Cindy Thompson, a single mom in Glen Burnie, Md., knows that struggle all too well.
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Last year, she was spending about $160 a week on groceries for herself and her two teenage boys. Now, that weekly register receipt is running more than $200. Thompson has made several changes to keep her family eating right -- that means not living off macaroni and cheese.
Her boys love to drink fruit juice, but instead of buying Capri Sun, she buys a concentrate and keeps it in a pitcher in the fridge -- with a little extra water mixed in.
"They still get fruit juices, but not in the cute little packages," Thompson said.
The family is also buying a larger percentage of its food at the local Wal-Mart, instead of grocery stores.
"It's annoying, because it's packed," Thompson said, "but the food prices tend to be a little bit better."
She also tries to consolidate trips to the store, buy items in bulk and do things like buy extra bread and freeze it.
But the biggest change is in the backyard.
"Since fresh produce was always the first thing to fall off my grocery list," Thompson said she decided to plant a garden.
She now grows lettuce, spinach, cucumbers, carrots, radishes, tomatoes, green beans, lima beans, zucchini and squash. She also invested in an apple tree, a pear tree and some blueberry bushes.
"I'm planting only those items I know my family will eat," Thompson said, "and will be freezing and canning to help ease the burden throughout the winter."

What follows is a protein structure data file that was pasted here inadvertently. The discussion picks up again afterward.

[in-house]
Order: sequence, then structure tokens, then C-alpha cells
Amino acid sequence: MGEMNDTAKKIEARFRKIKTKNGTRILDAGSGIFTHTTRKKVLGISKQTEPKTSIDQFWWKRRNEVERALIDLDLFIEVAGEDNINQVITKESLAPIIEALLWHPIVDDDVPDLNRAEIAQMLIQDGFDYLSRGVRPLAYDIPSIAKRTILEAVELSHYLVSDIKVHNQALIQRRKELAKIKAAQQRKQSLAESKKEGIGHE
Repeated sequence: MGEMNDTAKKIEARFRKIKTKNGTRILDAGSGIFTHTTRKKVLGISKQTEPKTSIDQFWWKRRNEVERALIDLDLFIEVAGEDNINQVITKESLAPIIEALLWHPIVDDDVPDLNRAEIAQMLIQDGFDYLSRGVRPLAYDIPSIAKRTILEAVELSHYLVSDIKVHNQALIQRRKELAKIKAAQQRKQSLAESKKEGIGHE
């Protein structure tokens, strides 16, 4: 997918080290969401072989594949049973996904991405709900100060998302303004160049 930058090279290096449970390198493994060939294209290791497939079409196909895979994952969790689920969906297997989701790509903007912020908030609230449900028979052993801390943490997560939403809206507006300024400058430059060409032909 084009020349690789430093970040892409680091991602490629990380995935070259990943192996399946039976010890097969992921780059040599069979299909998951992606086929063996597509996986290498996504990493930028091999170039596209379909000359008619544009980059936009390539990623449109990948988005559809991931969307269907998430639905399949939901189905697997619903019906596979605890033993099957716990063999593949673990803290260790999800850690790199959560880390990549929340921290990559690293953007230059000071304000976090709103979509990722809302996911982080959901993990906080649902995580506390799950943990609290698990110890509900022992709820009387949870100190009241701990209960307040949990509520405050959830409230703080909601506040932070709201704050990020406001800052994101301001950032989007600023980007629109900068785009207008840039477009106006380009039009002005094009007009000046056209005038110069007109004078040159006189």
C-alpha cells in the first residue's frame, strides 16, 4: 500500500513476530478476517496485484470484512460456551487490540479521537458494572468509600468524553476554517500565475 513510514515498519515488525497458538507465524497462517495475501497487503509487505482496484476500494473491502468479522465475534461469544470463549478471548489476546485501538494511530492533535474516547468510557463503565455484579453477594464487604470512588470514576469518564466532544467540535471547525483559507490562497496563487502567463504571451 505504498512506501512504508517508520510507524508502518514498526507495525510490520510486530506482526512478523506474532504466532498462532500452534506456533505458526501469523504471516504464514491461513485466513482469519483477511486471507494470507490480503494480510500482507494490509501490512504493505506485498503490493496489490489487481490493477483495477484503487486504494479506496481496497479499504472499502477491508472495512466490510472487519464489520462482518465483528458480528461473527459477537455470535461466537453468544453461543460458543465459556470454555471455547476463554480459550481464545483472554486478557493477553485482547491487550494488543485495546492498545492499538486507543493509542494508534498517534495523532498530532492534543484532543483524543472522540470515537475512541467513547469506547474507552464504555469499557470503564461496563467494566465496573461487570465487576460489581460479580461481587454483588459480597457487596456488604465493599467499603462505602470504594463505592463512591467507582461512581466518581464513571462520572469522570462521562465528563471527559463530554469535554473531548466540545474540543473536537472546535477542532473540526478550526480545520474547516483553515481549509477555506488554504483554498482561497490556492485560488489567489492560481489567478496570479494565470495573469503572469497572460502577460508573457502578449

Schools, Hospitals Skimp on Meals
School cafeterias struggle to continue offering nutritious meals without overwhelming school budgets.
The federal government's 2005 dietary guidelines for Americans, which schools use to plan their meals, encourages the consumption of fruits, vegetables, low-fat dairy and whole grains.
"Unfortunately, those are a lot of the same food items that we're seeing tremendous price increases on," said Eric Peterson, a spokesman for the School Nutrition Association. "It's definitely creating a strain."
Peterson said many cafeterias are finding creative solutions to cope with the rising costs.
Some are eschewing expensive grape tomatoes in favor of slicing larger tomatoes. Baby carrots, too, are out, because long carrots that cafeteria workers cut themselves are the better buy.
But a handful of schools are making tougher choices.
In Florida, for instance, schools in Broward County recently started using white buns instead of wheat. School officials there told ABC News that the move would save the district $200,000 a year.
"Nutritionally, of course, we would prefer whole wheat," said Barbara Leslie, the director of food and nutrition services for Broward schools. "But we evaluated it and decided that we would only be sacrificing about a gram of fiber, and we really needed to do that for financial reasons for now."
Other school districts are swapping out fresh produce with frozen or canned fare. The latter, Peterson said, are "nutritionally equivalent" to fresh fruits and vegetables, but students might be less likely to eat them.
"A canned or a frozen green been is going to be the same nutrition as a fresh green bean -- the difference is students tend to prefer fresh because they taste better," he said. "You obviously want students to consume the product."
School districts are also raising lunch prices. On average, Peterson said, schools seem to be raising prices between 15 to 20 cents per student meal.
The suburban New York school district of North Rockland is considering a price increase, but school superintendent Brian Monahan says he worries that more expensive school lunches might prompt parents and students to turn to less healthful alternatives.